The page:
Googleplex architect thrives in the wide, open spaces

0
Googleplex architect thrives in the wide, open spaces
Architect Clive Wilkinson / © R. Daniel Foster

Disclaimer | This article may contain affiliate links, this means that at no cost to you, we may receive a small commission for qualifying purchases.

Googleplex architect thrives in the wide, open spaces
Architect Clive Wilkinson / © R. Daniel Foster

Architect Clive Wilkinson‘s most famous work became known as the Googleplex. His own home also has a moniker, at least among his friends: Club Clive.

This is Palm Springs living in West Hollywood. A place for smaller dinner parties “and much more crazy ones,” he said. This is a party house — and soon to be Wilkinson’s former home, now that it’s on the market for $4.5 million.

Walls mean nothing to Wilkinson, a workplace pioneer best known for designing Google’s sprawling, city-like headquarters in Mountain View, Calif., in 2005.

Since launching his Culver City-based firm 25 years ago, Wilkinson has blown open corporate cubicle culture with his nonconformist designs. He’s likened the boxy office chambers to “chicken farming” that are “humiliating, disenfranchising and isolating.”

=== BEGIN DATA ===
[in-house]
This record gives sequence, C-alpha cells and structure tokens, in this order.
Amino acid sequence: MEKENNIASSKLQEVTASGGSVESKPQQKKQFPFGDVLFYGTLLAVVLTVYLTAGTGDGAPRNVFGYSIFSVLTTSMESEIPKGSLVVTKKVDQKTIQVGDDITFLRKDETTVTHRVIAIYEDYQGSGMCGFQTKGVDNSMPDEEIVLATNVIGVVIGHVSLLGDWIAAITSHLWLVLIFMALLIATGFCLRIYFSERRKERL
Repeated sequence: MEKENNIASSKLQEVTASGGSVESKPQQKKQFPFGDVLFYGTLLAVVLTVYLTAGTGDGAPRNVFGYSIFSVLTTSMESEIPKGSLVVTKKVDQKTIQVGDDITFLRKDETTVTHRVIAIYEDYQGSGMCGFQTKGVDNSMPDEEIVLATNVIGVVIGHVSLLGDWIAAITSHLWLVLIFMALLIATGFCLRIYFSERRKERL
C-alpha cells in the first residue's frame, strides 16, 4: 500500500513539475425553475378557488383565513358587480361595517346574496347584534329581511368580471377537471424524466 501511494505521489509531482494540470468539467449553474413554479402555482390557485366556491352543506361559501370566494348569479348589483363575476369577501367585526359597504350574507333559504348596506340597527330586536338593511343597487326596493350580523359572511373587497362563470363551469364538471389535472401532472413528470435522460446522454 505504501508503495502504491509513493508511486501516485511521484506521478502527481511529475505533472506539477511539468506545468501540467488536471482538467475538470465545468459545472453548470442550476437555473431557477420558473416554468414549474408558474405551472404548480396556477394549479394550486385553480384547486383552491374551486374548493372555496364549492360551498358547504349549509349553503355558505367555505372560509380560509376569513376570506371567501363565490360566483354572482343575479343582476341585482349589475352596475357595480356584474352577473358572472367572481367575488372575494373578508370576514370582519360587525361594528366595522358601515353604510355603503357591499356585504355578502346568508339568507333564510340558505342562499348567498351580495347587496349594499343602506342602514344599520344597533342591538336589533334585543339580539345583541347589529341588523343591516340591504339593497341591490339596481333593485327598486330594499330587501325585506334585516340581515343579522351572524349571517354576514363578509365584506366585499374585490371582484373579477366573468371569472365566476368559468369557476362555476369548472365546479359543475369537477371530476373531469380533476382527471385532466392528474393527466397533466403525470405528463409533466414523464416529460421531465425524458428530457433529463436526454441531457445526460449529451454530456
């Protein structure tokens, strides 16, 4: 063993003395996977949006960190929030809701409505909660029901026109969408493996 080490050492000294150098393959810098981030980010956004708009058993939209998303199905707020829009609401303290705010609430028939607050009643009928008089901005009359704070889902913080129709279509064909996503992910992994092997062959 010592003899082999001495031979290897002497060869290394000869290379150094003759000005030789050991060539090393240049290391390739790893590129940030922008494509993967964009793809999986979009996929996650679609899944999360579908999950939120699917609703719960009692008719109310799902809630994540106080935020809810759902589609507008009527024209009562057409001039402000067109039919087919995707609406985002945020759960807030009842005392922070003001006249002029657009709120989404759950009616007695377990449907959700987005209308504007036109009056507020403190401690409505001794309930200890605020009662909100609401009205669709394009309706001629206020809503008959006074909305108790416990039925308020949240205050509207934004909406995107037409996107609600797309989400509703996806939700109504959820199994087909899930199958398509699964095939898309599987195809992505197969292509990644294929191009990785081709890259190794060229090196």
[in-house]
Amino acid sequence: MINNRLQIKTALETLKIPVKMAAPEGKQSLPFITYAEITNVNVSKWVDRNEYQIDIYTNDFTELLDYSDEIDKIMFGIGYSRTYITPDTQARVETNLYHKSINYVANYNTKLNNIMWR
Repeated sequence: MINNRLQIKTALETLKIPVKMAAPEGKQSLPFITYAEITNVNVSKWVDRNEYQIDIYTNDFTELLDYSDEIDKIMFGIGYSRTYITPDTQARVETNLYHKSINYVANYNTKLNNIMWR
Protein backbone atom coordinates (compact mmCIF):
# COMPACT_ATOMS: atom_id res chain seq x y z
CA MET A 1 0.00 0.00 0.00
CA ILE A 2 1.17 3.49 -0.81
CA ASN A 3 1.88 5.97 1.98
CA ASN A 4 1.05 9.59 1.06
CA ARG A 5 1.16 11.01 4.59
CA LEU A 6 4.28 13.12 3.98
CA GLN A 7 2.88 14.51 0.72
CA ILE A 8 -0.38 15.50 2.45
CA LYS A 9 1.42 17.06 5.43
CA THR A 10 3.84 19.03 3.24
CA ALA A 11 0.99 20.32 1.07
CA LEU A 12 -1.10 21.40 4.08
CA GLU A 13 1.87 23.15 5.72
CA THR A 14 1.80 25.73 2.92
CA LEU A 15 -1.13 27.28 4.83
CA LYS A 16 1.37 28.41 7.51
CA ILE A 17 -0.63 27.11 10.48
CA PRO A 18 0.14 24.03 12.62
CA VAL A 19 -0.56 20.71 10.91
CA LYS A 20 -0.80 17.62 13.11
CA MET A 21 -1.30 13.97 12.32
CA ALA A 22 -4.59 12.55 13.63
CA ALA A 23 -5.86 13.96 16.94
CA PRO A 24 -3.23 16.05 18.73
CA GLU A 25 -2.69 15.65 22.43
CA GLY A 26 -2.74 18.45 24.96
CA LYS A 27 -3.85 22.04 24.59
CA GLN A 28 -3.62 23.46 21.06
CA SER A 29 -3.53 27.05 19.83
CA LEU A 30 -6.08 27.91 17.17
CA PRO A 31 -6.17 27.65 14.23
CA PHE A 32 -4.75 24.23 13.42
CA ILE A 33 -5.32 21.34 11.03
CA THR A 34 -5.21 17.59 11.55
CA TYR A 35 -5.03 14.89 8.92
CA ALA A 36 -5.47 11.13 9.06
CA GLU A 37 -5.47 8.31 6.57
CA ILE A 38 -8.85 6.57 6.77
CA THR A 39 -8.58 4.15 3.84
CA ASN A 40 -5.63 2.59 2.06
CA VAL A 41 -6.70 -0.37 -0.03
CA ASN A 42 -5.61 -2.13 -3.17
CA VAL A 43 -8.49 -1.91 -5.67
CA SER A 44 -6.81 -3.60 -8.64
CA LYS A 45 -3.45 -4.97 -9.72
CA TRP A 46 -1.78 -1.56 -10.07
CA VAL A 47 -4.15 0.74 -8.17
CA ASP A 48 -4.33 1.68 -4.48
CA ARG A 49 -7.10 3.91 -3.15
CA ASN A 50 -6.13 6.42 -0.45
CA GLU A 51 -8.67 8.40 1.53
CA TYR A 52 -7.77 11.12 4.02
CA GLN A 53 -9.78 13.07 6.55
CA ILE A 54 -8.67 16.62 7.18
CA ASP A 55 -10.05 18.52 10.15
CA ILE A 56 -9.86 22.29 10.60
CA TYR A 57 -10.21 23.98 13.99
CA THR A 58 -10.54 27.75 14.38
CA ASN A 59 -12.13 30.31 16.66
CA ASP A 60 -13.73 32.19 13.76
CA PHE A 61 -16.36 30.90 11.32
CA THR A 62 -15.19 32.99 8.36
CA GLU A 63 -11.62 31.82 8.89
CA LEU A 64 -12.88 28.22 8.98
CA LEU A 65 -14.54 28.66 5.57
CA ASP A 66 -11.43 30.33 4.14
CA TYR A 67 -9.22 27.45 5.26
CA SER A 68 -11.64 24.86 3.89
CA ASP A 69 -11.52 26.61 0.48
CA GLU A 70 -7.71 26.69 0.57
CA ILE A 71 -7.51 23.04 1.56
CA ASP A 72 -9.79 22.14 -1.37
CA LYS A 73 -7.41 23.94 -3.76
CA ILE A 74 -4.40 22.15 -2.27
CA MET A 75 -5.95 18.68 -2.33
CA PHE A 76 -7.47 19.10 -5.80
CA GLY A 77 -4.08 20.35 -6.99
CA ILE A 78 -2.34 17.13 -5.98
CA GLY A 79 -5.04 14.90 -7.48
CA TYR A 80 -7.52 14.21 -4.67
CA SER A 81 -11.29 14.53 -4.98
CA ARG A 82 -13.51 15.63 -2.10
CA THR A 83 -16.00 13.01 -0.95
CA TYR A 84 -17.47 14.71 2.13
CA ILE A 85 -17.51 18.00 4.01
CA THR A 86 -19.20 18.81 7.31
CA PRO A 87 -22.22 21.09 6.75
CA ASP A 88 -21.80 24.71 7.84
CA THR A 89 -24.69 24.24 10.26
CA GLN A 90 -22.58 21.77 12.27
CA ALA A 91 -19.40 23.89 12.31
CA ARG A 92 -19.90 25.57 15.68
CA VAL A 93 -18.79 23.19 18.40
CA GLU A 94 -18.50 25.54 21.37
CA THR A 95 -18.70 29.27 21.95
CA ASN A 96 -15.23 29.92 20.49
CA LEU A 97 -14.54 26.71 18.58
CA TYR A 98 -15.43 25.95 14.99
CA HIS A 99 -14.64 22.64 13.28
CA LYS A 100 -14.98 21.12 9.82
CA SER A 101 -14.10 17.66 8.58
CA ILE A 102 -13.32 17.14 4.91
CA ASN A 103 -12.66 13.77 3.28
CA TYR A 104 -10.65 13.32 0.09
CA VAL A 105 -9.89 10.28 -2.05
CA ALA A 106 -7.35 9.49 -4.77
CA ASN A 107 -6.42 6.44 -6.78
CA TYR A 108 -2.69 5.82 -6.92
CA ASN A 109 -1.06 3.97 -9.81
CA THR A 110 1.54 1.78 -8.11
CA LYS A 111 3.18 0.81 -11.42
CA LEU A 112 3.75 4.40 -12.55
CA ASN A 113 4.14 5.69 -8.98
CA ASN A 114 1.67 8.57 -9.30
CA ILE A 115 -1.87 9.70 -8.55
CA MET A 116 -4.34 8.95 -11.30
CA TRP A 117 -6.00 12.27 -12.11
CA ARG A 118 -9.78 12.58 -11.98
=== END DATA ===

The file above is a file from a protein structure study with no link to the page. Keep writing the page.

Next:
He brought that same open-space floor plan mentality when building his own home in 2007, although his personal abode is less techie and more relaxing.

At his Norwich Drive property, he blasted away the walls and replaced them with glass doors, exposing the kitchen and living room to a slender 48-foot saltwater pool. Double-stacked oak platforms hover between the rooms, which visually extends the line of the exterior deck.

Surprisingly, the three-bedroom, 3,300-square-foot residence has the most nondescript exterior on the block. A stucco-smooth garage faced with rough-sawed cedar is the sole identifier.

Once you’re through the gate, a courtyard with olive trees transitions your eye to what lies ahead: an expansive glassed view of much of the house.

Long interested in intersections, Wilkinson, 61, employs an open design that demands free-flow interactions. Stepping up those platforms, the kitchen soars with its 20-foot height. Open both those wall-windows, and let the party begin.

“It was a big change in my thinking to not put the master on the second story to maximize views,” said the South African-born Wilkinson. “It was a lesson in Palm Springs living, to place it at the level of the pool, to shut out the outside world.” […]

LEAVE A REPLY

Please enter your comment!
Please enter your name here